Why should the average Reykjavík voter choose your party? What does it offer that the other parties do not, in terms of platform, policy, integrity and skill – i.e. what do you hope makes it the discerning voter’s party of choice?
Sjálfstæðisflokkurinn offers the right kind of leadership and willingness to work with and for the people. Our motto for this election campaign is “Let’s work together”. Since the economic collapse, we have worked hard at bringing everyone to the table to make better decisions. For example, the minority has never been such an integral part of the City administration as they are now under the leadership of Sjálfstæðisflokkurinn. We’ve gone great lengths to recruit citizens to be a part of their local neighbourhood dialogue.
The other parties will likely respond to the above question in a similar manner to yourselves. Why should we choose you over them?
We promise to protect the basic services of the City, education and welfare and we are the only party that has promised to not raise taxes and service fees. Citizens are still experiencing pay cuts or job losses and raising taxes and fees during such conditions puts undue hardship on people.
Reykjavík is an extremely inconvenient city for those that prefer walking, biking and public transport to automobiles. One of your campaign promises before the last municipal elections was “improved public transport” — why weren’t you able to keep that promise? Is there a chance we’ll see a coherent, sensible bus schedule, bike paths and more localised recycling facilities in Reykjavík if you get elected this time around?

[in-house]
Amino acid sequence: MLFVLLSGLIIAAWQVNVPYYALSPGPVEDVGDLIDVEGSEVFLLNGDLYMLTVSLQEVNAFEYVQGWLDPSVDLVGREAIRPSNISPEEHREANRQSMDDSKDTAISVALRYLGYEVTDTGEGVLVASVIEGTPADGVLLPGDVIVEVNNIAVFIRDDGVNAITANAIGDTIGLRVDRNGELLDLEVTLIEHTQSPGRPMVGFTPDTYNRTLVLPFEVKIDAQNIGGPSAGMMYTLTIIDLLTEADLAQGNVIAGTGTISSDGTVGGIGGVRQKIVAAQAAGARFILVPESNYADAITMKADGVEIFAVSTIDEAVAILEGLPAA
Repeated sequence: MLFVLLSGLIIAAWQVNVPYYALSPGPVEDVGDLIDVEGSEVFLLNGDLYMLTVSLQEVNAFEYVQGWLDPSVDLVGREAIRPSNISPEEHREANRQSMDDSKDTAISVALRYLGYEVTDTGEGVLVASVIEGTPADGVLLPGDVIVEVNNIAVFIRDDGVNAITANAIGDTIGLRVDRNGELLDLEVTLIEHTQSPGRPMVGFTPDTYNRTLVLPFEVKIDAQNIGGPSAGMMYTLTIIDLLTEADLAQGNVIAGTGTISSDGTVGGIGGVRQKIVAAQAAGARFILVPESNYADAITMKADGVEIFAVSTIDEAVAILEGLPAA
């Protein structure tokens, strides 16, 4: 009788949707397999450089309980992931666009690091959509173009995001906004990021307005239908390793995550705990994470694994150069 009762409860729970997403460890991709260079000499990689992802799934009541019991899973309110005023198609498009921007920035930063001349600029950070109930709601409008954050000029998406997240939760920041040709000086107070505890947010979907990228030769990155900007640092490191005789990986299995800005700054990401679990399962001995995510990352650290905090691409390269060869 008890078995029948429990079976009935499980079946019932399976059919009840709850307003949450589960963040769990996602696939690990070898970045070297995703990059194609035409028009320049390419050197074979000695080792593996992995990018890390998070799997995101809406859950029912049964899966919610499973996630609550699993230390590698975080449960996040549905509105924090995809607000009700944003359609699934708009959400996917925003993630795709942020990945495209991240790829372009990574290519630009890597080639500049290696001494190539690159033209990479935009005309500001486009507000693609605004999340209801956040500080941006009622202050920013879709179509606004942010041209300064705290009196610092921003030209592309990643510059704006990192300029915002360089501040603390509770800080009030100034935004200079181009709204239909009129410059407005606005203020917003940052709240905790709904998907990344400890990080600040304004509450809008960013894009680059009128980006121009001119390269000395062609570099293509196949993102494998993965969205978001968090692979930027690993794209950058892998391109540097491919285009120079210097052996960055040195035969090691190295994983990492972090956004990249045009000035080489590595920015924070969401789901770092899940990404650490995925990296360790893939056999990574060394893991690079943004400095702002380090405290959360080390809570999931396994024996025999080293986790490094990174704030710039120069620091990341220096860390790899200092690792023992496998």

I respectfully disagree; we have improved public transport by assigning more lanes as Bus Only lanes. We have done serious studies on how to improve the bus system and have implemented many changes. Since 2006 we have expanded bike paths extensively. That said, we need to do more and we will.
How would you account for the fact that Mayor Hanna Birna has an approval rating about twice that of her own party?
All political parties are suffering now. If you look to the US a similar thing is happening. There is a refutation of incumbency and a surge in grassroots politics. People want honesty, and they see that in Hanna Birna. Political parties have a longer way to go to regain their reputation as an important part of the political process.
Do you stand by your party member Vilhjálmur Vilhjálmsson’s comments that “Golfing is a great pastime for the unemployed”? Was he misinterpreted – or did he really mean to say that? Why the golf course, anyway? There are lots of previously committed-to projects on the backburner due to diminishing funds – how do you justify 230 million ISK for building a golf course?
Vilhjálmur’s words were taken out of context as he was quoting the Secretary General of the Reykjavik Golf club. The City has agreements with multiple sports clubs. It is correct to say that many projects have been postponed and this is simply one of several agreements that will move forward to stimulate sports and recreation development for all. It is also important to us to follow through with commitments, especially if they will create jobs.
To be honest (and I hope you won’t get offended), The Independence Party isn’t doing so great these days (to be fair, neither are the other parties). A lot of people want to blame 2008’s economic collapse on your policies and officials, for instance, No one seems very excited about believing in you nowadays. Do you feel like you lost the voters’ trust? Why do you think that happened? How do you propose to regain your position as Iceland’s most popular and trusted party, and do you foresee that being an arduous task?
We did lose trust, as did much of the political establishment. Thankfully, many voters kept their trust in us and we still have a strong position in parliament and municipal governments around the country. As people see that we are honest and on their side, we are regaining voter trust. It is a long road, but I am confident that we will prevail. We believe that the restrictive and tax-raising policies of the current government are not the way out of the recession and that we should rather trust in private enterprise and the power that resides within individuals. If we work together as equals, we can rebuild.